Writing that “this politician sucks” or “this person is horrible” is sure to inspire even more responses that both confirm your belief and fosters anger. It warps the ability of writing to sooth fruitless spouts of resentment, and its instantaneous nature prevents us from cooling down before sending a message we might regret.
Social media also has a way of exaggerating politics. Not only do many Americans say that this election is the most important in the country’s history, we throw around “existential” and “greatest in history” like “important” isn’t good enough anymore. With millions of Tweets sent per day, the best way to grab attention is by dramatizing language.
There’s no remedy for this – each person is incentivized to exaggerate in order to capture attention – but it’s part of why so many people forget the horrors of the past and insist that a victory for the other side would destroy America. It’s difficult to discern when someone means what they say, and this constant tension is a frustrating way to talk about politics.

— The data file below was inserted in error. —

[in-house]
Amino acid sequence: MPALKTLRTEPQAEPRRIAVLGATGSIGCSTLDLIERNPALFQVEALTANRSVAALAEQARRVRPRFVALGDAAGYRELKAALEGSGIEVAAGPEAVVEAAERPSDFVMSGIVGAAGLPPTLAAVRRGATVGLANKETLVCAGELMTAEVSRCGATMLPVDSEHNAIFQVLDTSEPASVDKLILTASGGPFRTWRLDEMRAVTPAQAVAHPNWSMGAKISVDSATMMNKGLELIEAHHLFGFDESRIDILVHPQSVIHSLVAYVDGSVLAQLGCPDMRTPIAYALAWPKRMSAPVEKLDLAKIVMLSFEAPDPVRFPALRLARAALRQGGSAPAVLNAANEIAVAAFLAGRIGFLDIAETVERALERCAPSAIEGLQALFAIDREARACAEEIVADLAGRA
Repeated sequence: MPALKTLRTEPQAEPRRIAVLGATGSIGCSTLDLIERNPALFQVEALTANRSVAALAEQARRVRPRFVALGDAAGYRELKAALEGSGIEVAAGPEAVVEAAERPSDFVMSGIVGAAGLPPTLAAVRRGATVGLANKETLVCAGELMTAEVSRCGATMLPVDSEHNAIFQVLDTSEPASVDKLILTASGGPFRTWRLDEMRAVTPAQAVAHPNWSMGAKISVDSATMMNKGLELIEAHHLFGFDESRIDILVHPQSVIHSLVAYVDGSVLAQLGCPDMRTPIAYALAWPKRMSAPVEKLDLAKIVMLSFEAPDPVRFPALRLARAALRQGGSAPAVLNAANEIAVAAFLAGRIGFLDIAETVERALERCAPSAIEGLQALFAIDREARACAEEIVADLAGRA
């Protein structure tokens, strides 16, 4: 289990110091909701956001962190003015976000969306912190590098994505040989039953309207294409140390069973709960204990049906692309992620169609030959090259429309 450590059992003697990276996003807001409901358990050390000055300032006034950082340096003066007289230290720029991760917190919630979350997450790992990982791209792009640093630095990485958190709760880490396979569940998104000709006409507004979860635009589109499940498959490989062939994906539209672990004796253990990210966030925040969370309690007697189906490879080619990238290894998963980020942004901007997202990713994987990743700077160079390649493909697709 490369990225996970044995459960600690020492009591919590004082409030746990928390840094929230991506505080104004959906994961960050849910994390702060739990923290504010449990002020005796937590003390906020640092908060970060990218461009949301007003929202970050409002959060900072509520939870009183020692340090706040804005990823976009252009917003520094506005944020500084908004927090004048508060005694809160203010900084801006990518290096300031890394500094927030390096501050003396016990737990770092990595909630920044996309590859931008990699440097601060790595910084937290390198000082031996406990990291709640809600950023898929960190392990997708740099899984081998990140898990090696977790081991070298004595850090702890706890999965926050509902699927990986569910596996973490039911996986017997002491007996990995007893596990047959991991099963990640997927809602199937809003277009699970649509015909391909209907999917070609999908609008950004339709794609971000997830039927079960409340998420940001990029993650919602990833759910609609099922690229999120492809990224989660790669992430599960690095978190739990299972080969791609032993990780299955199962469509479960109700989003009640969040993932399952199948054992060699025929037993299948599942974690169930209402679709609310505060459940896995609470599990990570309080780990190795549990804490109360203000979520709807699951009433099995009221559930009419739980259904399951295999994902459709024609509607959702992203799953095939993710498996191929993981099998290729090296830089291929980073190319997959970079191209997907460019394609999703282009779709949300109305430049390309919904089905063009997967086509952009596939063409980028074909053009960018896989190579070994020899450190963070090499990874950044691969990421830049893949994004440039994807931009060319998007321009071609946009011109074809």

At this point, social media is entrenched in our culture. The only way to avoid its effects on politics is by not using it to talk about politics. It’s tempting to think that social media represents an accurate representation of the average American’s views, but our feeds often mirror our own biases and distort the arguments for views we oppose. Reading your local newspaper or listening to people talk about politics in real-life allows for a more sophisticated sample of views, as it’s not so easy to bash and strawman them when talking in person or reading an argument longer than 280 characters.
In order to convince someone of your argument, you have to know what they value and how they see the world. Listening to or reading other people’s views is a surefire way to increase your odds of guiding them to your side, and you might just learn something from them too. Social media, with its character limits and curated feeds, is not built for this kind of reciprocity. Instead of communicating urgency with exaggeration, as social media encourages us to do, we would be better served by abandoning social media in favor of talking to people and reading more nuanced mediums like books, newspapers or essays.